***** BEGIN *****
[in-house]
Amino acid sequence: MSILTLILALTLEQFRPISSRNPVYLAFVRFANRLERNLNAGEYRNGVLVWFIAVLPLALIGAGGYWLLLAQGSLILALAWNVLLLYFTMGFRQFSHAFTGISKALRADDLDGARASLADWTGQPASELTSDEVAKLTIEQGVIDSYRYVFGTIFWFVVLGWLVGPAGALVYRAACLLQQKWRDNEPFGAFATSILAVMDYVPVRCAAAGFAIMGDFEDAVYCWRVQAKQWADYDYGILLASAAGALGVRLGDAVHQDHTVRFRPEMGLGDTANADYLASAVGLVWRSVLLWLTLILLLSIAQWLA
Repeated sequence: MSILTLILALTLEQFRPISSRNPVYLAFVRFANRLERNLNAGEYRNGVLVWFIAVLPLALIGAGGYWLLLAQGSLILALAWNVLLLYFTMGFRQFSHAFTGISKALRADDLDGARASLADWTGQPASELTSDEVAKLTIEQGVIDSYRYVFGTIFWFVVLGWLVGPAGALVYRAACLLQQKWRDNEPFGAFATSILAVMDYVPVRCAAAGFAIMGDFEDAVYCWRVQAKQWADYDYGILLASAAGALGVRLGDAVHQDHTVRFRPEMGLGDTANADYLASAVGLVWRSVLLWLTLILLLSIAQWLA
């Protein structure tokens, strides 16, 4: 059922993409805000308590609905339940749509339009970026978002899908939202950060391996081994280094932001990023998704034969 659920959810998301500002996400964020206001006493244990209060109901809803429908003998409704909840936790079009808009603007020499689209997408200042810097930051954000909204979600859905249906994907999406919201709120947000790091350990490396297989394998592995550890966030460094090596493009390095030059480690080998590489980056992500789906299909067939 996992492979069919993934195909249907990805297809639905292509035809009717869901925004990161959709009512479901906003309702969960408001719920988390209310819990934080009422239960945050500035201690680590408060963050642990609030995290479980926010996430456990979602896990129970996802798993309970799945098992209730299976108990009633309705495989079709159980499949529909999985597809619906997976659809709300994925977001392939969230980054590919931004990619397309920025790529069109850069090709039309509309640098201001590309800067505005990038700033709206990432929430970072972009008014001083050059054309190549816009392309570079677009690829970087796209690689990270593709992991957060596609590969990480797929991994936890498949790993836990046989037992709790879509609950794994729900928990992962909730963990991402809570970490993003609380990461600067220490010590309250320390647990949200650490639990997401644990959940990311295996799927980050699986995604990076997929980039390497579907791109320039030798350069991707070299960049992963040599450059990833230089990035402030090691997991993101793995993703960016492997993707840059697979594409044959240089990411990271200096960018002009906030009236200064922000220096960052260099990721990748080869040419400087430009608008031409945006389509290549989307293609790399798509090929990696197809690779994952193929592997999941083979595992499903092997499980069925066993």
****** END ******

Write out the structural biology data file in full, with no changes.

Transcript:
[in-house]
Amino acid sequence: MSILTLILALTLEQFRPISSRNPVYLAFVRFANRLERNLNAGEYRNGVLVWFIAVLPLALIGAGGYWLLLAQGSLILALAWNVLLLYFTMGFRQFSHAFTGISKALRADDLDGARASLADWTGQPASELTSDEVAKLTIEQGVIDSYRYVFGTIFWFVVLGWLVGPAGALVYRAACLLQQKWRDNEPFGAFATSILAVMDYVPVRCAAAGFAIMGDFEDAVYCWRVQAKQWADYDYGILLASAAGALGVRLGDAVHQDHTVRFRPEMGLGDTANADYLASAVGLVWRSVLLWLTLILLLSIAQWLA
Repeated sequence: MSILTLILALTLEQFRPISSRNPVYLAFVRFANRLERNLNAGEYRNGVLVWFIAVLPLALIGAGGYWLLLAQGSLILALAWNVLLLYFTMGFRQFSHAFTGISKALRADDLDGARASLADWTGQPASELTSDEVAKLTIEQGVIDSYRYVFGTIFWFVVLGWLVGPAGALVYRAACLLQQKWRDNEPFGAFATSILAVMDYVPVRCAAAGFAIMGDFEDAVYCWRVQAKQWADYDYGILLASAAGALGVRLGDAVHQDHTVRFRPEMGLGDTANADYLASAVGLVWRSVLLWLTLILLLSIAQWLA
């Protein structure tokens, strides 16, 4: 059922993409805000308590609905339940749509339009970026978002899908939202950060391996081994280094932001990023998704034969 659920959810998301500002996400964020206001006493244990209060109901809803429908003998409704909840936790079009808009603007020499689209997408200042810097930051954000909204979600859905249906994907999406919201709120947000790091350990490396297989394998592995550890966030460094090596493009390095030059480690080998590489980056992500789906299909067939 996992492979069919993934195909249907990805297809639905292509035809009717869901925004990161959709009512479901906003309702969960408001719920988390209310819990934080009422239960945050500035201690680590408060963050642990609030995290479980926010996430456990979602896990129970996802798993309970799945098992209730299976108990009633309705495989079709159980499949529909999985597809619906997976659809709300994925977001392939969230980054590919931004990619397309920025790529069109850069090709039309509309640098201001590309800067505005990038700033709206990432929430970072972009008014001083050059054309190549816009392309570079677009690829970087796209690689990270593709992991957060596609590969990480797929991994936890498949790993836990046989037992709790879509609950794994729900928990992962909730963990991402809570970490993003609380990461600067220490010590309250320390647990949200650490639990997401644990959940990311295996799927980050699986995604990076997929980039390497579907791109320039030798350069991707070299960049992963040599450059990833230089990035402030090691997991993101793995993703960016492997993707840059697979594409044959240089990411990271200096960018002009906030009236200064922000220096960052260099990721990748080869040419400087430009608008031409945006389509290549989307293609790399798509090929990696197809690779994952193929592997999941083979595992499903092997499980069925066993």